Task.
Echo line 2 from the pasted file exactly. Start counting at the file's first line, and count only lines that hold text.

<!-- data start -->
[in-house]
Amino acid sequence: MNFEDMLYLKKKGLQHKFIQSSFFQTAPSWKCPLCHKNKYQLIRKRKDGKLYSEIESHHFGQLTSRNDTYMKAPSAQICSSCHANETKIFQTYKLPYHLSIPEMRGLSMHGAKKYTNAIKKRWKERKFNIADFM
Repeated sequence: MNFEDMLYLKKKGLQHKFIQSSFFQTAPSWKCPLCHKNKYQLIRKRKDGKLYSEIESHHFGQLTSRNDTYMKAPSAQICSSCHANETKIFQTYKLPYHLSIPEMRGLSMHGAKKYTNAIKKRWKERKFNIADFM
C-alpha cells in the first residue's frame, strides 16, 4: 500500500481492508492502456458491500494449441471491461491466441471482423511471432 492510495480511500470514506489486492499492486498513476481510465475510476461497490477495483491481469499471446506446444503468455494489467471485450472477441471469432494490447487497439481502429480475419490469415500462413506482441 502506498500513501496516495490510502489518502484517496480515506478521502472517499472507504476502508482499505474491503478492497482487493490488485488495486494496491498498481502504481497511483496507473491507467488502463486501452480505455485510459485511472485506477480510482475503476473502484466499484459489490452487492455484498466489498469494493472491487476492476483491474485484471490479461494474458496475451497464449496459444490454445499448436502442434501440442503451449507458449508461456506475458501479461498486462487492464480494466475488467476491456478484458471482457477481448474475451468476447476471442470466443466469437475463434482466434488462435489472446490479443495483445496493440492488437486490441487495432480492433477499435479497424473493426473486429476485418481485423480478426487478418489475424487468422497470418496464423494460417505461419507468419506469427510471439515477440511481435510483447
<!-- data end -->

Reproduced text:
Amino acid sequence: MNFEDMLYLKKKGLQHKFIQSSFFQTAPSWKCPLCHKNKYQLIRKRKDGKLYSEIESHHFGQLTSRNDTYMKAPSAQICSSCHANETKIFQTYKLPYHLSIPEMRGLSMHGAKKYTNAIKKRWKERKFNIADFM